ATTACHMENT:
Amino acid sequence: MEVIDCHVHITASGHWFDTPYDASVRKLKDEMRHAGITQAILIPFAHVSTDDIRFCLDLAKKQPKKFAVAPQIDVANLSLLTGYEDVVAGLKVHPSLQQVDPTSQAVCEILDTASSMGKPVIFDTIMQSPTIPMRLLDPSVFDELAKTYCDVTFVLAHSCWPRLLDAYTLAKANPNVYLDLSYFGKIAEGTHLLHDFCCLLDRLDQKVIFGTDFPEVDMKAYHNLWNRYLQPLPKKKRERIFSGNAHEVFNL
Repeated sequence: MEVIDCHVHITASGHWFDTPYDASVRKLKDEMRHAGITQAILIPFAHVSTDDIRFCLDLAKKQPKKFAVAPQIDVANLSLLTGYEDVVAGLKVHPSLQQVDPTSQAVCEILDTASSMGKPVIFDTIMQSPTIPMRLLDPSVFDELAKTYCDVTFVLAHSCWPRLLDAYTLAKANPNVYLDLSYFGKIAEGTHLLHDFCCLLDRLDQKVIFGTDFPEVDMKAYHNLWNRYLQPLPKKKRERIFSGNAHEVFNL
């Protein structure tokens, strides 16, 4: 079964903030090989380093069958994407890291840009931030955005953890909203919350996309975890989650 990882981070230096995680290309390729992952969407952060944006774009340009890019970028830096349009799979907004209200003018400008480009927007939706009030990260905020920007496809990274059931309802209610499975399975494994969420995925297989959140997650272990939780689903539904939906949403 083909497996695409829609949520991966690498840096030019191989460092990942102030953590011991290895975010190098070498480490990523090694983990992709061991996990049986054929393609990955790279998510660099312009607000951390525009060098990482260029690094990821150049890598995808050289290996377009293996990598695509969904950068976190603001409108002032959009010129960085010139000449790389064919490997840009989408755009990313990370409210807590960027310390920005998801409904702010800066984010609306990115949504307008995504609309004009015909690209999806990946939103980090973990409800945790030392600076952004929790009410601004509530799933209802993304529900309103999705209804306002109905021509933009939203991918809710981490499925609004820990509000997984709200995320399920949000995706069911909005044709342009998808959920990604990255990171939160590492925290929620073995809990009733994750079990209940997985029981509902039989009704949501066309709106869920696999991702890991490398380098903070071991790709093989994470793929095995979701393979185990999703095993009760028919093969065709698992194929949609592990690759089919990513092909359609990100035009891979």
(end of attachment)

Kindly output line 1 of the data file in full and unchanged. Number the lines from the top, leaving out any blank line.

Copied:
Amino acid sequence: MEVIDCHVHITASGHWFDTPYDASVRKLKDEMRHAGITQAILIPFAHVSTDDIRFCLDLAKKQPKKFAVAPQIDVANLSLLTGYEDVVAGLKVHPSLQQVDPTSQAVCEILDTASSMGKPVIFDTIMQSPTIPMRLLDPSVFDELAKTYCDVTFVLAHSCWPRLLDAYTLAKANPNVYLDLSYFGKIAEGTHLLHDFCCLLDRLDQKVIFGTDFPEVDMKAYHNLWNRYLQPLPKKKRERIFSGNAHEVFNL